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  string(1610) "Background: As Alzheimer’s disease modifying treatments are coming to market, it is vital for healthcare practitioners, including non-expert physicians and researchers alike, to understand the primary side effect: amyloid related imaging abnormalities (ARIA). There is an urgent unmet need for ARIA education, training, and standardisation in detection and management.
Objective: Understand ARIA including its relationship to treatment response using traditional visual reads and computational methods, compiling published knowledge into online educational resources.
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Participants: all participants in all arms.
Primary and Secondary Outcome Measure(s): associations between ARIA and trial endpoints (ARIA relationship with drug efficacy), along with risk factors, demographics (ARIA risk prediction) and adverse events (ARIA risk management).
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Young & Oxtoby, et al., Nat. Rev. Neurosci. (2024). DOI: 10.1038/s41583-023-00779-6

Donohue et al., Pharmaceutical Statistics 22, pp 508–519 (2023). DOI: 10.1002/pst.2285

Young et al., Nature Communications 9, 4273 (2018). DOI: 10.1038/s41467-018-05892-0

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2023-5218

Research Proposal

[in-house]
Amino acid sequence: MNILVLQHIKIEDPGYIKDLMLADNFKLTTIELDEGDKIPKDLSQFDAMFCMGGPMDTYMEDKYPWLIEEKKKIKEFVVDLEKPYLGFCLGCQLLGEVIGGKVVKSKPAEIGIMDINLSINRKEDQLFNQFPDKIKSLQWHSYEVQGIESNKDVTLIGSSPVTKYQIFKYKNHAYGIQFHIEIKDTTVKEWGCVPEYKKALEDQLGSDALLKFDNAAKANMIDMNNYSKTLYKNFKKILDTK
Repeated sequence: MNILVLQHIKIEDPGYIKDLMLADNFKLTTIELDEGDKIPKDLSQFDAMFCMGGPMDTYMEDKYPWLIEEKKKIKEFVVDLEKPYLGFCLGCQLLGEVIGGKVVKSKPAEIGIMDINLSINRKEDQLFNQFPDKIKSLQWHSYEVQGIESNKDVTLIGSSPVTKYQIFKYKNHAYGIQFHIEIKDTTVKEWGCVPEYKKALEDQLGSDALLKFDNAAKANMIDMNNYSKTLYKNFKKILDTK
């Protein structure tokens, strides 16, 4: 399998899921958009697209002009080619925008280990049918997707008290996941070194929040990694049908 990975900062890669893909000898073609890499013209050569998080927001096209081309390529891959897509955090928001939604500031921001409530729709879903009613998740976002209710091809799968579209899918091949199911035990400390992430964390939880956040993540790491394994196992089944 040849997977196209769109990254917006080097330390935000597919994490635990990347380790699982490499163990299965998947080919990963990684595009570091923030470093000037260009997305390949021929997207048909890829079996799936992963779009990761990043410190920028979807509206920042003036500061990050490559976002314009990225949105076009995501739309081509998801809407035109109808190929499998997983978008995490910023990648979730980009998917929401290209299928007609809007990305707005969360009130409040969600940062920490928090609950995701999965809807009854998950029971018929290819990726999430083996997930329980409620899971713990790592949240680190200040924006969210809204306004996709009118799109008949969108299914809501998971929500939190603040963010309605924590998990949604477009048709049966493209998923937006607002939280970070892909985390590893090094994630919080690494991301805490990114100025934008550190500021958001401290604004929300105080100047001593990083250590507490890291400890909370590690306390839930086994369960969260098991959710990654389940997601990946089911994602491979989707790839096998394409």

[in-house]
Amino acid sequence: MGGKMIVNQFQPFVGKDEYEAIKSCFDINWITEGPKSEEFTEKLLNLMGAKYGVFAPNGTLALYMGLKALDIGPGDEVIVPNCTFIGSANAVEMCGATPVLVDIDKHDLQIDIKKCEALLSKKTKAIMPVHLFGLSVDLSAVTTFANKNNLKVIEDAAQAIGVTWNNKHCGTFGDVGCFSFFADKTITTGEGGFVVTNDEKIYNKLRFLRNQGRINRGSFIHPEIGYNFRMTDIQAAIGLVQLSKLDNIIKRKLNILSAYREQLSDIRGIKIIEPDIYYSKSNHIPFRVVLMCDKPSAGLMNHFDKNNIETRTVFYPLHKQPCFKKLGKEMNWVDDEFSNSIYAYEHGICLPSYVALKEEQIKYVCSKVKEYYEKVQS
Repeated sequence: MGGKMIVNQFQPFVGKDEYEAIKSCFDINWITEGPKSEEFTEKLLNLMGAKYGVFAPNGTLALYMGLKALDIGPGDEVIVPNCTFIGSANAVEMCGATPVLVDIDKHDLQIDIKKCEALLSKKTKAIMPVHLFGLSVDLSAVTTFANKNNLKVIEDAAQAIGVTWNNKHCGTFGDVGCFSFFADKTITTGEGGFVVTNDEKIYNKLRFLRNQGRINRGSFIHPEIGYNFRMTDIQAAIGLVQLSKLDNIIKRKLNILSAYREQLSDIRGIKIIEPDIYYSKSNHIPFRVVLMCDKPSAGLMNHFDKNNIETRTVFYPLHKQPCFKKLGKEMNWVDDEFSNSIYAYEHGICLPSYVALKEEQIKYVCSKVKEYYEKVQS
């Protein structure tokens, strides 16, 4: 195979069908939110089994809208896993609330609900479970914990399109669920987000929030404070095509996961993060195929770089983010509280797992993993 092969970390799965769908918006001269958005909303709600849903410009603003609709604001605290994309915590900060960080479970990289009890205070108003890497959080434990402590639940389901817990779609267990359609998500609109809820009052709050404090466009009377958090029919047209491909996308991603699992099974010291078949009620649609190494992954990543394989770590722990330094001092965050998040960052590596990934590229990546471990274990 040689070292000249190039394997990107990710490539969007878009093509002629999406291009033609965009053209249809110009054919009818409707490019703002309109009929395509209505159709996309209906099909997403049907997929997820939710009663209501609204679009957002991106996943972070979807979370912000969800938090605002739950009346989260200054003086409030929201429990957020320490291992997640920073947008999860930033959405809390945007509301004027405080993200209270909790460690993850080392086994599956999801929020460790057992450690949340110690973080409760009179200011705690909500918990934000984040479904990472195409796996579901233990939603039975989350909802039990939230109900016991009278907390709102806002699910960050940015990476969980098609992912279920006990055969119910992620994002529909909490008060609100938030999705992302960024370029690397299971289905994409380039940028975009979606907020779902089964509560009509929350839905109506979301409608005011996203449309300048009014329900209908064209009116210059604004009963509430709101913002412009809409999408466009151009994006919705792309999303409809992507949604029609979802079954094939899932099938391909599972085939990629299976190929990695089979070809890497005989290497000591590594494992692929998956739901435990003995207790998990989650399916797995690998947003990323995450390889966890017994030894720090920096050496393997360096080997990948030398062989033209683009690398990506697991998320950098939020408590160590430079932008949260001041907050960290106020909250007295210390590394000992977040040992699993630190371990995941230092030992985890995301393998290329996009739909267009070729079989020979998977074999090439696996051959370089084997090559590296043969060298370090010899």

Project Title: ARIA detection, predictability, and relationship to treatment response

Scientific Abstract: Background: As Alzheimer’s disease modifying treatments are coming to market, it is vital for healthcare practitioners, including non-expert physicians and researchers alike, to understand the primary side effect: amyloid related imaging abnormalities (ARIA). There is an urgent unmet need for ARIA education, training, and standardisation in detection and management.
Objective: Understand ARIA including its relationship to treatment response using traditional visual reads and computational methods, compiling published knowledge into online educational resources.
Study Design: We will analyse imaging data using visual read and computational lesion-detection/quantification methods (such as used for white-matter hyperintensity detection) to characterise presence/absence/severity of ARIA, followed by an association study with risk factors, demographics, trial endpoints, and other adverse events. We will compare performance of visual methods and computational methods for ARIA detection using classification metrics such as AUC.
Participants: all participants in all arms.
Primary and Secondary Outcome Measure(s): associations between ARIA and trial endpoints (ARIA relationship with drug efficacy), along with risk factors, demographics (ARIA risk prediction) and adverse events (ARIA risk management).
Statistical Analysis: Associations between ARIA and relevant outcomes (see above) using traditional statistical analyses (e.g., ANOVA) and predictive models, e.g., data-driven disease progression models (Young & Oxtoby, et al., Nat. Rev. Neurosci. 2024).